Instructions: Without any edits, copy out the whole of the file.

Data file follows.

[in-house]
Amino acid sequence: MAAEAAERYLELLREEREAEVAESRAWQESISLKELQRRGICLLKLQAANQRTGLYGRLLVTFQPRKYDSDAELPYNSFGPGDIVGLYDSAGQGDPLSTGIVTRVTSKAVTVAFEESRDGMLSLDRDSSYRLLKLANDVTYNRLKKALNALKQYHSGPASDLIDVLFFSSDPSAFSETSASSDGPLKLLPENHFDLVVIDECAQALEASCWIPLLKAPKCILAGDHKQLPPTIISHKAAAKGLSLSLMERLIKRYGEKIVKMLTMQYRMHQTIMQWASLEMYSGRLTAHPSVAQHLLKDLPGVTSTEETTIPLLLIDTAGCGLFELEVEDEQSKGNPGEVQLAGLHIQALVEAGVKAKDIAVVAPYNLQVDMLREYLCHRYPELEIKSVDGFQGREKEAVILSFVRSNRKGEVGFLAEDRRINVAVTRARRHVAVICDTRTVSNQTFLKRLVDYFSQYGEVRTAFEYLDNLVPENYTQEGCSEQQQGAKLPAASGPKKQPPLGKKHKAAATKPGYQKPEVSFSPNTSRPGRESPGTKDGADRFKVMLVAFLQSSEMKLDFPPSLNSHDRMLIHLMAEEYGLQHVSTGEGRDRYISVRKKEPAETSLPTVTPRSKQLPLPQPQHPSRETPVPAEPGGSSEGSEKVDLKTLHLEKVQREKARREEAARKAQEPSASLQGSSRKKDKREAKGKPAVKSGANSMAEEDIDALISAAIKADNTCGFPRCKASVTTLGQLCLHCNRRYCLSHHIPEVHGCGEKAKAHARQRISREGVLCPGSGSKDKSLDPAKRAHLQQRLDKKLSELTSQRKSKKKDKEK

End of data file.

[in-house]
Amino acid sequence: MAAEAAERYLELLREEREAEVAESRAWQESISLKELQRRGICLLKLQAANQRTGLYGRLLVTFQPRKYDSDAELPYNSFGPGDIVGLYDSAGQGDPLSTGIVTRVTSKAVTVAFEESRDGMLSLDRDSSYRLLKLANDVTYNRLKKALNALKQYHSGPASDLIDVLFFSSDPSAFSETSASSDGPLKLLPENHFDLVVIDECAQALEASCWIPLLKAPKCILAGDHKQLPPTIISHKAAAKGLSLSLMERLIKRYGEKIVKMLTMQYRMHQTIMQWASLEMYSGRLTAHPSVAQHLLKDLPGVTSTEETTIPLLLIDTAGCGLFELEVEDEQSKGNPGEVQLAGLHIQALVEAGVKAKDIAVVAPYNLQVDMLREYLCHRYPELEIKSVDGFQGREKEAVILSFVRSNRKGEVGFLAEDRRINVAVTRARRHVAVICDTRTVSNQTFLKRLVDYFSQYGEVRTAFEYLDNLVPENYTQEGCSEQQQGAKLPAASGPKKQPPLGKKHKAAATKPGYQKPEVSFSPNTSRPGRESPGTKDGADRFKVMLVAFLQSSEMKLDFPPSLNSHDRMLIHLMAEEYGLQHVSTGEGRDRYISVRKKEPAETSLPTVTPRSKQLPLPQPQHPSRETPVPAEPGGSSEGSEKVDLKTLHLEKVQREKARREEAARKAQEPSASLQGSSRKKDKREAKGKPAVKSGANSMAEEDIDALISAAIKADNTCGFPRCKASVTTLGQLCLHCNRRYCLSHHIPEVHGCGEKAKAHARQRISREGVLCPGSGSKDKSLDPAKRAHLQQRLDKKLSELTSQRKSKKKDKEK